The role of mast cells in functional GI disorders. Wouters Mira M,Vicario Maria,Santos Javier Gut Functional gastrointestinal disorders (FGIDs) are characterized by chronic complaints arising from disorganized brain-gut interactions leading to dysmotility and hypersensitivity. The two most prevalent FGIDs, affecting up to 16-26% of worldwide population, are functional dyspepsia and irritable bowel syndrome. Their etiopathogenic mechanisms remain unclear, however, recent observations reveal low-grade mucosal inflammation and immune activation, in association with impaired epithelial barrier function and aberrant neuronal sensitivity. These findings come to challenge the traditional view of FGIDs as pure functional disorders, and relate the origin to a tangible organic substrate. The mucosal inflammatory infiltrate is dominated by mast cells, eosinophils and intraepithelial lymphocytes in the intestine of FGIDs. It is well established that mast cell activation can generate epithelial and neuro-muscular dysfunction and promote visceral hypersensitivity and altered motility patterns in FGIDs, postoperative ileus, food allergy and inflammatory bowel disease. This review will discuss the role of mucosal mast cells in the gastrointestinal tract with a specific focus on recent advances in disease mechanisms and clinical management in irritable bowel syndrome and functional dyspepsia. 10.1136/gutjnl-2015-309151
    Management of the multiple symptoms of irritable bowel syndrome. Simrén Magnus,Törnblom Hans,Palsson Olafur S,Whitehead William E The lancet. Gastroenterology & hepatology Irritable bowel syndrome (IBS) is one of the most common functional gastrointestinal disorders. A stepwise management approach is advocated for patients with IBS. For a substantial proportion of patients with mild symptoms, general management principles, including making a confident diagnosis and offering explanation, reassurance, and dietary and lifestyle advice, are sufficient. However, many patients continue to have moderate-to-severe symptoms and are not satisfied solely with this approach. In these patients, use of pharmacotherapy on the basis of the predominant symptom (constipation, diarrhoea, pain, or bloating) or combination of symptoms is the next step. For patients with symptoms that are refractory to these initial treatment options and those who have comorbid conditions or psychological symptoms, a combination of therapies should be used, and the use of psychotropic drugs and psychological treatment alternatives is often effective. Finally, the key to successful treatment of patients with IBS is a good physician-patient relationship and use of person-centred care principles. 10.1016/S2468-1253(16)30116-9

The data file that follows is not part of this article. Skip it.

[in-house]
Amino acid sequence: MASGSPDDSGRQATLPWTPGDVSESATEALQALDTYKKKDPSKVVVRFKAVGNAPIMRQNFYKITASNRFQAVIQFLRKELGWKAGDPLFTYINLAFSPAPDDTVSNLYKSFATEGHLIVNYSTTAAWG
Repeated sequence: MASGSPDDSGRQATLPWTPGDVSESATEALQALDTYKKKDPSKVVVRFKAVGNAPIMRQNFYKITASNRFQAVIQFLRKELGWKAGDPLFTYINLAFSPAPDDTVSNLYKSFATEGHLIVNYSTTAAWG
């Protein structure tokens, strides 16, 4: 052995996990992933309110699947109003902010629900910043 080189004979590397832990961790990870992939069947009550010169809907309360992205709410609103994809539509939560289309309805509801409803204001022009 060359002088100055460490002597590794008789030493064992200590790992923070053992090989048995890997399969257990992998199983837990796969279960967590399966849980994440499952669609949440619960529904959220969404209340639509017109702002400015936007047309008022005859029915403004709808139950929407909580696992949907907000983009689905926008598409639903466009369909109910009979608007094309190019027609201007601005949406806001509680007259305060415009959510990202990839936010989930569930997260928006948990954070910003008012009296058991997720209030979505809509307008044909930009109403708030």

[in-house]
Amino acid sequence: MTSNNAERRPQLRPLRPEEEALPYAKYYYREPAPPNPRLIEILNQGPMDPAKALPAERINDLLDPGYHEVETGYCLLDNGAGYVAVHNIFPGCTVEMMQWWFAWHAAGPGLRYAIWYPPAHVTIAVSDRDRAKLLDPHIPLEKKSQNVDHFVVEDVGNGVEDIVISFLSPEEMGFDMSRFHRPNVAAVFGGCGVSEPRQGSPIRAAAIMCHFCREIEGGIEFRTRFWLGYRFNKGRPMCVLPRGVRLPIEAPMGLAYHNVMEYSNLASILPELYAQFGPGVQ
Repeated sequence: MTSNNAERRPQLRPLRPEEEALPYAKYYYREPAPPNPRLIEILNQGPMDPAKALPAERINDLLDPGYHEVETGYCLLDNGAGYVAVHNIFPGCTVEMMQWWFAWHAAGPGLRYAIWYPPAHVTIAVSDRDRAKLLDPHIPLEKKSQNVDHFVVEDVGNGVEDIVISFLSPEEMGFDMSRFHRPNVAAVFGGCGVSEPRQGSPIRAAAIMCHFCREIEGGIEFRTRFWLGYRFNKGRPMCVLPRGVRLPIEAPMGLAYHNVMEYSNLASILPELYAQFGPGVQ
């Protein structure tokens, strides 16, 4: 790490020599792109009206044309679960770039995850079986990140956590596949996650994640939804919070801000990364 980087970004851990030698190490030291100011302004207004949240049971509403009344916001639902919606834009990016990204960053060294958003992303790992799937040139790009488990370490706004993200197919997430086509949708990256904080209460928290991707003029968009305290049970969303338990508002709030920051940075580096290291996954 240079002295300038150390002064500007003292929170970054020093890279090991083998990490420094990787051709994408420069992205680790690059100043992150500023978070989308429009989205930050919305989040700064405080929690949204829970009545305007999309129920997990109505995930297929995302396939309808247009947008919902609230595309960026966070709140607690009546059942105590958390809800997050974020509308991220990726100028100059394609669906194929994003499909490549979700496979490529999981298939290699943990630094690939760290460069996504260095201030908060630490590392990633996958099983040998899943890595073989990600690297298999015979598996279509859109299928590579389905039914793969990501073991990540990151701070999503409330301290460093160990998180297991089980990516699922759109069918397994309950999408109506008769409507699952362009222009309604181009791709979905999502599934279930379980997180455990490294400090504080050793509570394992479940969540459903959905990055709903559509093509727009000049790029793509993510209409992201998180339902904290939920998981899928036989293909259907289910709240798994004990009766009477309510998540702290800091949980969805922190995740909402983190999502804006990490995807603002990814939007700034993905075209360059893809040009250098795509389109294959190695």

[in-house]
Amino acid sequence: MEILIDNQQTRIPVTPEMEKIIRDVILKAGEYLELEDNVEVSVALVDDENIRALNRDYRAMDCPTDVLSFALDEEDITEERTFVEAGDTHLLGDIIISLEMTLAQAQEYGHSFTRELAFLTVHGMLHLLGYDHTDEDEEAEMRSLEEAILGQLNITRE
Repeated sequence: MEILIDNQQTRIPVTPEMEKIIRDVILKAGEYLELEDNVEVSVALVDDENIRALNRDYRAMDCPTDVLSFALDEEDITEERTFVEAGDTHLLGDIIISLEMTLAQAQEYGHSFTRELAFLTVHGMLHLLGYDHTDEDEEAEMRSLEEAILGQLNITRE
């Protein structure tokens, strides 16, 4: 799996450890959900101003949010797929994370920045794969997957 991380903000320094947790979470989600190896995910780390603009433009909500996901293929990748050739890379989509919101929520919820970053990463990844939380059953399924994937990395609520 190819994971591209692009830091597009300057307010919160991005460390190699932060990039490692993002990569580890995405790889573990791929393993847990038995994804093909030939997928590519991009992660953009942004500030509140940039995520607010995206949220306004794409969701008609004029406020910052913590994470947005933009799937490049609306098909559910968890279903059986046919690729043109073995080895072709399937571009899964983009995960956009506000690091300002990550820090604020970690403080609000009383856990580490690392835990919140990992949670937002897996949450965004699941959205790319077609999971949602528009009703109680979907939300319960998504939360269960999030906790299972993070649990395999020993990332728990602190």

Pathophysiology of irritable bowel syndrome. Holtmann Gerald J,Ford Alexander C,Talley Nicholas J The lancet. Gastroenterology & hepatology Traditionally, irritable bowel syndrome has been considered to be a disorder with no known underlying structural or biochemical explanation, but this concept is likely to be outdated. In this Review we challenge the widely accepted view that irritable bowel syndrome is an unexplained brain-gut disorder. There is epidemiological evidence that, in a major subset of patients, gastrointestinal symptoms arise first and only later do incident mood disorders occur. Additionally, possible mechanisms for gut-brain dysfunction have been identified, suggesting primary gut disturbances might be the underlying cause in a subgroup. Underlying mechanisms that could lead to irritable bowel syndrome include genetic factors (most notably an identified mutation of SCN5A); post-infectious changes, chronic infections and disturbances in the intestinal microbiota; low-grade mucosal inflammation, immune activation, and altered intestinal permeability; disordered bile salt metabolism (in 10-20% of cases with diarrhoea); abnormalities in serotonin metabolism; and alterations in brain function, which could be primary or secondary factors. Identical irritable bowel syndrome symptoms are probably due to different disease processes; grouping patients with this disorder into either diarrhoea-predominant or constipation-predominant subtypes promotes heterogeneity. An approach based on the underlying pathophysiology could help to develop therapies that target causes and ultimately provide a cure for patients with irritable bowel syndrome. 10.1016/S2468-1253(16)30023-1